Topicus case study: The relationships between innovative personal features, the work contextual factors, innovation energy and employees showing innovative work behaviour (IWB) in their work units.

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Purpose: The purpose of this research is to develop more knowledge about the relationships between work contextual factors, innovative personal features, and innovative work behaviour (IWB) of employees. Most previous studies had a strong orientation on managerial methods for stimulating innovation. In our study the central research objective is distinguishing employees who are showing IWB, driven by their own creative and psychologically empowered nature.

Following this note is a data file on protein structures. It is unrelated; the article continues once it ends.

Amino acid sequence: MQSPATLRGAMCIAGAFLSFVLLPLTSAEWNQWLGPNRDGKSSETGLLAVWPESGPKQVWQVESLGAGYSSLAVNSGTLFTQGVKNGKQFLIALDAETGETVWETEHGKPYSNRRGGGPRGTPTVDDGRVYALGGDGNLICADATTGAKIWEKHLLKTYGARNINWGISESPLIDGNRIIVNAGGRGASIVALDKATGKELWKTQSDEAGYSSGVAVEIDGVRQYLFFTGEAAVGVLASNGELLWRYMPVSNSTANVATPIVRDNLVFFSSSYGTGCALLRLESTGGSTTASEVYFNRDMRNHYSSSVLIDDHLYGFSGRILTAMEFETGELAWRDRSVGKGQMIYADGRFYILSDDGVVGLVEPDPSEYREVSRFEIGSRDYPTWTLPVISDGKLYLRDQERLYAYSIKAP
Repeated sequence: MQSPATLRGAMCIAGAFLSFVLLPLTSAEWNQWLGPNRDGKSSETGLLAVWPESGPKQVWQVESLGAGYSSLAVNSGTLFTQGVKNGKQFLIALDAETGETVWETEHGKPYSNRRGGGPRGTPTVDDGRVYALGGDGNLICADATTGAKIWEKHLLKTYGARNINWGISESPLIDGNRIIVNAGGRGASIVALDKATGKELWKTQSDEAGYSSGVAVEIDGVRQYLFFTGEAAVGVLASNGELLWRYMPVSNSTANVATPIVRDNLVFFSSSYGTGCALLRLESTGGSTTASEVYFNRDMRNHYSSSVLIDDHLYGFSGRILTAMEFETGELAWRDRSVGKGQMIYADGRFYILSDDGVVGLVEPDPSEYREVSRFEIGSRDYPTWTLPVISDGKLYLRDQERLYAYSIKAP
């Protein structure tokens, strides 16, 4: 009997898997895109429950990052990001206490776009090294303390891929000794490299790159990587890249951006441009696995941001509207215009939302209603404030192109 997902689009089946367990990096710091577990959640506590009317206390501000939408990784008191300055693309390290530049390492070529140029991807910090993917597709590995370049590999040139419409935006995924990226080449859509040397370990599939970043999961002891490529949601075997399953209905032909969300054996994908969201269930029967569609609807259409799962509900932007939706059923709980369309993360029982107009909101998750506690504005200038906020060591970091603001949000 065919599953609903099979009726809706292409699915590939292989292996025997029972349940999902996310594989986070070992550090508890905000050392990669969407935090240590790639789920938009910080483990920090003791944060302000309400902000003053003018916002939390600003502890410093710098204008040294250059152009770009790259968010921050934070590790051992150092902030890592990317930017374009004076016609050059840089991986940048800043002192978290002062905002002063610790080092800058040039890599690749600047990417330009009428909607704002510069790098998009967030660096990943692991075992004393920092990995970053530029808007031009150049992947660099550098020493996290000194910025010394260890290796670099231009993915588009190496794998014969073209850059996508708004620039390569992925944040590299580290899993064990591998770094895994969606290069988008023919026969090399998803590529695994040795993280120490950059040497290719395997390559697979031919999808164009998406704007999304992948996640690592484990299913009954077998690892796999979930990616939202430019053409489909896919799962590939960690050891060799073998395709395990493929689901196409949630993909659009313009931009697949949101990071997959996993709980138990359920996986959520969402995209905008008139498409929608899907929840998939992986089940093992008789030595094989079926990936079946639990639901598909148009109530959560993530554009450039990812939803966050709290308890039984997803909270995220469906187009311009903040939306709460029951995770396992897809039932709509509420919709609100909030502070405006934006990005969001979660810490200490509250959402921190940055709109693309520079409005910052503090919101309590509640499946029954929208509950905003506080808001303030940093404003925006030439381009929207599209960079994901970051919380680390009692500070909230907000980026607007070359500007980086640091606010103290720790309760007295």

Design, methodology, and approach: After a literature review and a first case study at Philips R&D a conceptual model was developed, and relevant dimensions and determinants were defined. An explorative qualitative case study was conducted at the IT company Topicus in Deventer in the Netherlands from April 2020 until December 2020. We chose this research environment for the case study because we expected to find many employees with IWB. Topicus has the reputation of a fast growing and innovative organisation. In 20 years it grew from 2 employees to 1000. At Philips we researched IWB in more radical innovative research and development circumstances. In this second case study we want to complete our research with data from an organisation with more incremental (process) innovations on an operational level. We conducted 22 interviews with employees and 15 interviews with their operational managers, which were mostly part of the team. The interviews were fully transcribed and coded using the Atlas TI software. We used a deductive approach. The variables of the conceptual model where axial coded directly, and explorative new findings were open coded and afterwards axial bundled. Some of the variables of our conceptual model were only used to recognise important case elements like the leadership style of the manager, or whether we could define a respondent as an employee with IWB. We did 4 extra in-dept interviews to compile personas of young and middle-aged employees with IWB, and one persona of an employee without IWB. The method of inter-coding reliability was applied.